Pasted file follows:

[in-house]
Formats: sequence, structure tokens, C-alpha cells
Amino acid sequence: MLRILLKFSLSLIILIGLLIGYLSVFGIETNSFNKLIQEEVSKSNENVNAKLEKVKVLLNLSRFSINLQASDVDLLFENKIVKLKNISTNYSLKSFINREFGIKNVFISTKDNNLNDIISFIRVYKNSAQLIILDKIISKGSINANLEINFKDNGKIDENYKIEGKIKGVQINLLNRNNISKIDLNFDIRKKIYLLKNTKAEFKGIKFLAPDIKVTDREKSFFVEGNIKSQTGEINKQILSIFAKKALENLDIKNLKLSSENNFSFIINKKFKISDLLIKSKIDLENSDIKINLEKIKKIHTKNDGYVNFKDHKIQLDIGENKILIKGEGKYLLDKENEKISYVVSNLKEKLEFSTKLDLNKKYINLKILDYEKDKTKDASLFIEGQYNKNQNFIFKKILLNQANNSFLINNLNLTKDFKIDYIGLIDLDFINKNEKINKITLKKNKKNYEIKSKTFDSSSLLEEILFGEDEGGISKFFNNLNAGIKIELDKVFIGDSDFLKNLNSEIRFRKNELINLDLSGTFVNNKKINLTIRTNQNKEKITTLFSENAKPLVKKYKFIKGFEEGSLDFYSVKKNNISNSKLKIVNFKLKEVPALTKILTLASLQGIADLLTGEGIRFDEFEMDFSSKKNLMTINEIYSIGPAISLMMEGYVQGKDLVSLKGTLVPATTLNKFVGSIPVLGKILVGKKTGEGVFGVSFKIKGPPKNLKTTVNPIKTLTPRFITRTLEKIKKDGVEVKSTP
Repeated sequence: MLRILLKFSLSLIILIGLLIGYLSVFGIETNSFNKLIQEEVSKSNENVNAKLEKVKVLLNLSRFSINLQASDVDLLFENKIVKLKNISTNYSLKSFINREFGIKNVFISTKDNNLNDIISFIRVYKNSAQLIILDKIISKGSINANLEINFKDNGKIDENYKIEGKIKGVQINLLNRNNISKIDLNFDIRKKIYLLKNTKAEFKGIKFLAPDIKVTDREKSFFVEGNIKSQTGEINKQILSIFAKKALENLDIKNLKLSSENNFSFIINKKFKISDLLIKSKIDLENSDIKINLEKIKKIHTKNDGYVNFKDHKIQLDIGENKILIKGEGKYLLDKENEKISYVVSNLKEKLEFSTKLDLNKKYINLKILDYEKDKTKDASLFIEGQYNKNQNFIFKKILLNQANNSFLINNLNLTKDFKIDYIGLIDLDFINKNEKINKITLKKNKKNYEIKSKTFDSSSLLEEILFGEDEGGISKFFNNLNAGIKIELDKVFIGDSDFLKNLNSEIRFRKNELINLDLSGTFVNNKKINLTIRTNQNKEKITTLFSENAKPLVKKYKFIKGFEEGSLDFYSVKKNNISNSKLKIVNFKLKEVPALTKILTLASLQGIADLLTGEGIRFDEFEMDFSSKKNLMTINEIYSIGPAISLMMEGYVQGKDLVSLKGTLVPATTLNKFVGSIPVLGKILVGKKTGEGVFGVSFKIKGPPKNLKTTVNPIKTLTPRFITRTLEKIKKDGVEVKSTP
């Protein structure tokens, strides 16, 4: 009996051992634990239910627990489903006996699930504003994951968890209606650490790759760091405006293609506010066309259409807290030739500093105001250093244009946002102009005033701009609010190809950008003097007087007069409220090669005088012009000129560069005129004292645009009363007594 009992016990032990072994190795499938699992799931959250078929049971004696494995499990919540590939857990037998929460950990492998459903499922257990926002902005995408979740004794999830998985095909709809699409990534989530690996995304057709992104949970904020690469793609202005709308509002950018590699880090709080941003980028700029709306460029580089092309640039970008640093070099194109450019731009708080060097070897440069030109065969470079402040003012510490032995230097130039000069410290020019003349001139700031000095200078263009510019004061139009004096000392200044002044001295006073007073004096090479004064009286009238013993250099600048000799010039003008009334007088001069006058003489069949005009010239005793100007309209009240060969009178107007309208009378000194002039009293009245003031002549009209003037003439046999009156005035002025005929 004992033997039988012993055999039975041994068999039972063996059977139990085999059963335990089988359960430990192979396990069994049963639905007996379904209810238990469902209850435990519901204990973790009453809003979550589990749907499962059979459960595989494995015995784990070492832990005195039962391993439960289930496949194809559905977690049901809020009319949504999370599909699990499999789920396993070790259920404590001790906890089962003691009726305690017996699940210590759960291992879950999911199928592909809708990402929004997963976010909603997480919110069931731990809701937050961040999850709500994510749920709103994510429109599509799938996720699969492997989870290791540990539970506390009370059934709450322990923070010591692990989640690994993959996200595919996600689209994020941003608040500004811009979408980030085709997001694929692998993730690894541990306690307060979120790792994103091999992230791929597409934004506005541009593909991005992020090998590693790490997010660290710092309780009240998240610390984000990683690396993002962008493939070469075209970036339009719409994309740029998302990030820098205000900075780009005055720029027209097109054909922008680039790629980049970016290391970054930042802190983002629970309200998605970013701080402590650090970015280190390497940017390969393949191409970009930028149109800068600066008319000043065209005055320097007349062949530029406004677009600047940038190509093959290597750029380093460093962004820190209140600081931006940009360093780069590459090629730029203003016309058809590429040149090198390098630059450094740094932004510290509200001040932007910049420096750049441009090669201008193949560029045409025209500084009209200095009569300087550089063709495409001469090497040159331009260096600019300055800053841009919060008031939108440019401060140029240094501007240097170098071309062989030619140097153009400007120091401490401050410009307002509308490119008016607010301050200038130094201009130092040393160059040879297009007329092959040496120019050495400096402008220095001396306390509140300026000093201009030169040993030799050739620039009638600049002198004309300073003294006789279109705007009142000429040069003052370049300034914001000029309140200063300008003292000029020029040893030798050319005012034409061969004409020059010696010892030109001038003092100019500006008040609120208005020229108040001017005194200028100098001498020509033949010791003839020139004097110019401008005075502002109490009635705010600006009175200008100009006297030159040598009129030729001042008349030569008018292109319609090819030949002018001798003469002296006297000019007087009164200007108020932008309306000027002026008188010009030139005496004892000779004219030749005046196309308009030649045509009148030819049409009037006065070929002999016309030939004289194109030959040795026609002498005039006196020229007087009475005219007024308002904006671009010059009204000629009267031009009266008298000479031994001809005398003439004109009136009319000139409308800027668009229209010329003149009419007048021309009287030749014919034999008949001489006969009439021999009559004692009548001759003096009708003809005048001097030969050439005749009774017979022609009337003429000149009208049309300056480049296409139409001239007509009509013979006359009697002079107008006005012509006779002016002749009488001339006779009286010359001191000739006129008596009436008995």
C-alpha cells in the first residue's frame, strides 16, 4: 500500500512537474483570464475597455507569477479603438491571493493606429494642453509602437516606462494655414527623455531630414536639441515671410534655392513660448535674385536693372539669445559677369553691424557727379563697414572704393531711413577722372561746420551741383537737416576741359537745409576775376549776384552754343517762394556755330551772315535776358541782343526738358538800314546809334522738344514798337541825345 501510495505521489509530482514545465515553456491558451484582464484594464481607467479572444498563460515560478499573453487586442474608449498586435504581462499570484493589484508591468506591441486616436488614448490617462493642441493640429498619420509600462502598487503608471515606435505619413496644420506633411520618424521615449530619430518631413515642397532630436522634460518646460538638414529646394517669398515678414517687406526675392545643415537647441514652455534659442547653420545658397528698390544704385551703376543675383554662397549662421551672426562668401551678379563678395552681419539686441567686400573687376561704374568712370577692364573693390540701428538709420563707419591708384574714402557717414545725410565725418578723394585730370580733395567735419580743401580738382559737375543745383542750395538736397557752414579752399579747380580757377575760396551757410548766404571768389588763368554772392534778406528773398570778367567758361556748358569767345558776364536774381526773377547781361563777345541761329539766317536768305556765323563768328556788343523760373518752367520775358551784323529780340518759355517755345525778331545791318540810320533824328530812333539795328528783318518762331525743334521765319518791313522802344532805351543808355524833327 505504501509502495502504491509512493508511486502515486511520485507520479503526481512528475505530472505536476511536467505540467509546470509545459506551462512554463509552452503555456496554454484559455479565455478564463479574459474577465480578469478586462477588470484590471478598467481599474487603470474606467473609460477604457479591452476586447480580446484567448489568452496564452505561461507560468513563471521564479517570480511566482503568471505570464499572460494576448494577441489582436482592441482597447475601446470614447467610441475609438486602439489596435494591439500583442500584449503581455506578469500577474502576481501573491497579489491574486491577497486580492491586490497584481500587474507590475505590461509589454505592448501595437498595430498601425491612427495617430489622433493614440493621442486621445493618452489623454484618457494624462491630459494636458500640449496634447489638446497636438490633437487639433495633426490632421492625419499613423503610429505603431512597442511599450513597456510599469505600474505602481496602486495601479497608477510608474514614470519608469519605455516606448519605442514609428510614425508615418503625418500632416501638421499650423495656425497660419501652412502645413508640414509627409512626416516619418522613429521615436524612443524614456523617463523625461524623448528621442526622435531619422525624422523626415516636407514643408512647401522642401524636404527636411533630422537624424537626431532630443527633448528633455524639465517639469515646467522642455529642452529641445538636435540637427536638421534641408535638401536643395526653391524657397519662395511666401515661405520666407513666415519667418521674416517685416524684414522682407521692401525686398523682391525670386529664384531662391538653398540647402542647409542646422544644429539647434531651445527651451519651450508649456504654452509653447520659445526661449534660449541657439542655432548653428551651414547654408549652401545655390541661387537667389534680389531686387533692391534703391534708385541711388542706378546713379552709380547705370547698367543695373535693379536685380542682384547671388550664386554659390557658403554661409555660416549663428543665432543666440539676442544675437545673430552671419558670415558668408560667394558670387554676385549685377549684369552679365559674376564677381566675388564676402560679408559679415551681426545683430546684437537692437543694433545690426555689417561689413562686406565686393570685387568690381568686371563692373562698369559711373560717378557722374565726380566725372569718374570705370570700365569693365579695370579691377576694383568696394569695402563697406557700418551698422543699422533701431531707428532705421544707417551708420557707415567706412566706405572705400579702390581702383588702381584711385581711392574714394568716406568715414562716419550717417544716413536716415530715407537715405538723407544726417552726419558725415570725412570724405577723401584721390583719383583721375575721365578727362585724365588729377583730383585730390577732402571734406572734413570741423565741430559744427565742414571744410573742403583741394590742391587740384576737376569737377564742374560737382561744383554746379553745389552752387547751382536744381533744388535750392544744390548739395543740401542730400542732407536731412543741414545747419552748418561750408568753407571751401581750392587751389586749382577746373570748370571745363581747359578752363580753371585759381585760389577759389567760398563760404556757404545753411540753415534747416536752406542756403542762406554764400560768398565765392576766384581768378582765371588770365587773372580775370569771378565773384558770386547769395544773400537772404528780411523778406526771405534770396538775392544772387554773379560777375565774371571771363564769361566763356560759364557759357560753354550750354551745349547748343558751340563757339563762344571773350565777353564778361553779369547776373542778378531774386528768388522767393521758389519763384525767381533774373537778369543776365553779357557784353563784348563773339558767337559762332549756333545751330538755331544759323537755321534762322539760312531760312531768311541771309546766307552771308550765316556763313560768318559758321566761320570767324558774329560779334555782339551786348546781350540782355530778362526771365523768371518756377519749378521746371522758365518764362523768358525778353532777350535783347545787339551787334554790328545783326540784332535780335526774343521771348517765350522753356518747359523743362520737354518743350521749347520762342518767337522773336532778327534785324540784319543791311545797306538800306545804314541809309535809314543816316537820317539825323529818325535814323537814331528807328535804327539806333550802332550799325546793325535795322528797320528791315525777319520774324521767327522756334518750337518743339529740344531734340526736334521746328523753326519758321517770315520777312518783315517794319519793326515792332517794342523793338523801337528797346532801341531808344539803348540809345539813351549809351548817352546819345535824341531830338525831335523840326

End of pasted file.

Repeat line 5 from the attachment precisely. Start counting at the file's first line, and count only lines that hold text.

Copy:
């Protein structure tokens, strides 16, 4: 009996051992634990239910627990489903006996699930504003994951968890209606650490790759760091405006293609506010066309259409807290030739500093105001250093244009946002102009005033701009609010190809950008003097007087007069409220090669005088012009000129560069005129004292645009009363007594 009992016990032990072994190795499938699992799931959250078929049971004696494995499990919540590939857990037998929460950990492998459903499922257990926002902005995408979740004794999830998985095909709809699409990534989530690996995304057709992104949970904020690469793609202005709308509002950018590699880090709080941003980028700029709306460029580089092309640039970008640093070099194109450019731009708080060097070897440069030109065969470079402040003012510490032995230097130039000069410290020019003349001139700031000095200078263009510019004061139009004096000392200044002044001295006073007073004096090479004064009286009238013993250099600048000799010039003008009334007088001069006058003489069949005009010239005793100007309209009240060969009178107007309208009378000194002039009293009245003031002549009209003037003439046999009156005035002025005929 004992033997039988012993055999039975041994068999039972063996059977139990085999059963335990089988359960430990192979396990069994049963639905007996379904209810238990469902209850435990519901204990973790009453809003979550589990749907499962059979459960595989494995015995784990070492832990005195039962391993439960289930496949194809559905977690049901809020009319949504999370599909699990499999789920396993070790259920404590001790906890089962003691009726305690017996699940210590759960291992879950999911199928592909809708990402929004997963976010909603997480919110069931731990809701937050961040999850709500994510749920709103994510429109599509799938996720699969492997989870290791540990539970506390009370059934709450322990923070010591692990989640690994993959996200595919996600689209994020941003608040500004811009979408980030085709997001694929692998993730690894541990306690307060979120790792994103091999992230791929597409934004506005541009593909991005992020090998590693790490997010660290710092309780009240998240610390984000990683690396993002962008493939070469075209970036339009719409994309740029998302990030820098205000900075780009005055720029027209097109054909922008680039790629980049970016290391970054930042802190983002629970309200998605970013701080402590650090970015280190390497940017390969393949191409970009930028149109800068600066008319000043065209005055320097007349062949530029406004677009600047940038190509093959290597750029380093460093962004820190209140600081931006940009360093780069590459090629730029203003016309058809590429040149090198390098630059450094740094932004510290509200001040932007910049420096750049441009090669201008193949560029045409025209500084009209200095009569300087550089063709495409001469090497040159331009260096600019300055800053841009919060008031939108440019401060140029240094501007240097170098071309062989030619140097153009400007120091401490401050410009307002509308490119008016607010301050200038130094201009130092040393160059040879297009007329092959040496120019050495400096402008220095001396306390509140300026000093201009030169040993030799050739620039009638600049002198004309300073003294006789279109705007009142000429040069003052370049300034914001000029309140200063300008003292000029020029040893030798050319005012034409061969004409020059010696010892030109001038003092100019500006008040609120208005020229108040001017005194200028100098001498020509033949010791003839020139004097110019401008005075502002109490009635705010600006009175200008100009006297030159040598009129030729001042008349030569008018292109319609090819030949002018001798003469002296006297000019007087009164200007108020932008309306000027002026008188010009030139005496004892000779004219030749005046196309308009030649045509009148030819049409009037006065070929002999016309030939004289194109030959040795026609002498005039006196020229007087009475005219007024308002904006671009010059009204000629009267031009009266008298000479031994001809005398003439004109009136009319000139409308800027668009229209010329003149009419007048021309009287030749014919034999008949001489006969009439021999009559004692009548001759003096009708003809005048001097030969050439005749009774017979022609009337003429000149009208049309300056480049296409139409001239007509009509013979006359009697002079107008006005012509006779002016002749009488001339006779009286010359001191000739006129008596009436008995």